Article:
Retail, shopping & leisure

Beauty and the big beast

If mainstream companies like Amazon and Facebook are the “big beasts”, then niche companies like Moleskine notebooks and Ben & Jerry’s, are the beauties. At least that appears to be the thesis of James Harkin in Niche: Why the market no longer favours the mainstream. He claims niche companies are prospering while more established companies, like Woolworths, General Motors and Gap, are losing their way.

A niche product is one most people don’t want but is ideally suited for the people who do. So the website, Farmers Only, is well suited to farmers who are looking for friends or romantic relationships and Geek2Geek is especially for – well, geeks. But as John Kay of the FT remarks, it is easy to find a few cases that support the opposite argument. After all, neither Amazon, Google, Facebook, Apple nor Ikea appear to be struggling, and they are proudly mainstream and powerful. They didn’t start out that way: Facebook used to be a niche product for university students and Apple used to appeal to an arty minority.

Michael Porter of Harvard Business School put forward the niche argument 30 years go when he said businesses should avoid being “stuck in the middle”. Perhaps it makes more sense to say that companies can succeed with any market positioning, as long as they are well adapted to that positioning, just as surviving species adapt to their environment. It doesn’t mean niche companies replace mainstream ones, just as online banking, for example, hasn’t replaced bank branches. See Holding out a bank branch.

Ref: Financial Times (UK), 26-27 March 2011, 'Super markets' by J. Kay.
Search words: niche, Farmers Only, Moleskine, “big beasts”, mainstream, Tesco, Zara, Michael Porter, positioning.
Trend tags: Convenience
Source integrity: *****

A nice niche

Here’s a niche brand that is doing well. Jack Wills describes itself as “university outfitters” and that’s its niche market. The look is preppy, surf-inspired, and expensive. Like many new brands, it avoids mainstream advertising, using social media and events instead. After all, that’s where the market is. Jack Wills employs 1,700 people, including a team that answers 90% of tweets with tweets and videos. It also hosts events, recently for 2,000 students in the French Alps, and sponsors university balls.

Jack Wills sends out 4 catalogues, called “handbooks” a year to generate buzz. Unwanted buzz, perhaps, came from complaints to the Advertising Standards Authority about a recent handbook showing a very wet woman wearing only knickers being embraced by a man in only jeans. The CEO, Peter Williams, who rarely gives interviews, claims his aspiration was to “hide from everybody” rather than generate unwanted publicity. Even so, the company made a profit of 17.4 million pounds on sales of 92 million pounds in 2010/2011. That didn’t come from hiding.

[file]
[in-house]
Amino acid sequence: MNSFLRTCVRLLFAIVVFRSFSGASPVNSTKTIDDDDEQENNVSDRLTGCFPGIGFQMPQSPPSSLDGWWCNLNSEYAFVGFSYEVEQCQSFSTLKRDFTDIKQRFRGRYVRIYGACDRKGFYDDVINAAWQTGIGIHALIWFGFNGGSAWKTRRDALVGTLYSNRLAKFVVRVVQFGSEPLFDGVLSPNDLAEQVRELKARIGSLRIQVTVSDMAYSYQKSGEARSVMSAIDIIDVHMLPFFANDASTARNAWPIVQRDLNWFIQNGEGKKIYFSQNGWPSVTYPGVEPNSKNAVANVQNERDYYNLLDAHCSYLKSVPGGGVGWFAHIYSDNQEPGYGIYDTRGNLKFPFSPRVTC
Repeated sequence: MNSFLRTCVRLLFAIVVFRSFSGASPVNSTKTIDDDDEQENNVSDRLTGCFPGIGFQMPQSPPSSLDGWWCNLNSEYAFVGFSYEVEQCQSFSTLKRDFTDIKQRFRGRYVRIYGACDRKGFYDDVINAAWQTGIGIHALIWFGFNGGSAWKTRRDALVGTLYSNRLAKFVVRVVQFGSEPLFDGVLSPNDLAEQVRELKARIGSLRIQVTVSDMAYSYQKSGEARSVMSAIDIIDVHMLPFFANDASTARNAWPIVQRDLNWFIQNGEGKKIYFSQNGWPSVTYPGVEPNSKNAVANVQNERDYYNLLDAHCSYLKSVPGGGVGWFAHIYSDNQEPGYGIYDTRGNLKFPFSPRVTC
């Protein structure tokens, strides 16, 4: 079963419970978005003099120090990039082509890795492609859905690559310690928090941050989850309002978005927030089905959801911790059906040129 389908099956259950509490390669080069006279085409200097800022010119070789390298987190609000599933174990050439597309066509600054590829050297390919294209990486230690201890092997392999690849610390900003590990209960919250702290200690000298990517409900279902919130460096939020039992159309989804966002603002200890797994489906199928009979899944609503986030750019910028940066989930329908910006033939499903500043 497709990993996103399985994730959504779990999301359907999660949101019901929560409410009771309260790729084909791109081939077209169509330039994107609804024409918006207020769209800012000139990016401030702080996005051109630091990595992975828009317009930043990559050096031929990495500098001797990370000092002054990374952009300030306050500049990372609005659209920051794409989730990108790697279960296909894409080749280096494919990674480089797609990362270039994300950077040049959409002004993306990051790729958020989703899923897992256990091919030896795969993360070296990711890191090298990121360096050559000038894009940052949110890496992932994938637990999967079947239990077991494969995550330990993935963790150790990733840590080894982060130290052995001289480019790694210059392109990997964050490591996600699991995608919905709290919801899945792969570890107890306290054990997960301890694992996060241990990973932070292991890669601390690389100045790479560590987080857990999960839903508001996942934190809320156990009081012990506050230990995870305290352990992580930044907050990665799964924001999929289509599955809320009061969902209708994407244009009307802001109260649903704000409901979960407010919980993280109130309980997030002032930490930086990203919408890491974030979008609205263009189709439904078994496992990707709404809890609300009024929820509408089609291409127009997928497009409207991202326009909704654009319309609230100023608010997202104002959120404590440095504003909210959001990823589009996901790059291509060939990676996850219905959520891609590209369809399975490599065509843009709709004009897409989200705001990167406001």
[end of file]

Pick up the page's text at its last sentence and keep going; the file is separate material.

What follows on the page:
This company believes events are more important now that social networking is less cool than it was. After all, the parents of these teenagers are on Facebook too. Its “Seasonnaires” program is a strategy that keeps the brand fresh and cultish. The company recruits and pays young influential people who are cool and extrovert and will go to parties, circulate, and hand out free gifts. One industry observer claims “privilege” is currently a selling point: “posh is cool again”. Where there’s a Wills, there’s a way.

Ref: Financial Times (UK), 14/15 May 2011, 'Pretty, posh and profitable' by L. Greene.
Search words: Jack Wills, preppy, surf, social media, events, buzz, university, Abercrombie & Fitch, tribal.
Trend tags: -
Source integrity: *****

Cool kitchens for non-cooks

It’s a paradox that the people who buy the highest quality tools are often the ones who don’t actually use them. At a time of celebrity chefs, mountains of cookbooks, and access to foodstuffs from every distant corner of the universe, many of us just don’t cook much. Even so, our kitchens are becoming bigger, more luxurious, and bursting with premium appliances. What does this all mean?

In the 1950s, women spent about 20 hours a week in the kitchen compared to 30 hours in the 1920s. But the US Department of Agriculture says women now spend 5.5 hours (or 4.4 if in paid work) in the kitchen and men spend a mere 15 minutes. The NPD group found, in 1995, we ate more than a quarter of meals and snacks outside the home, compared to 16% in 1975. So the direction is definitely out of the kitchen.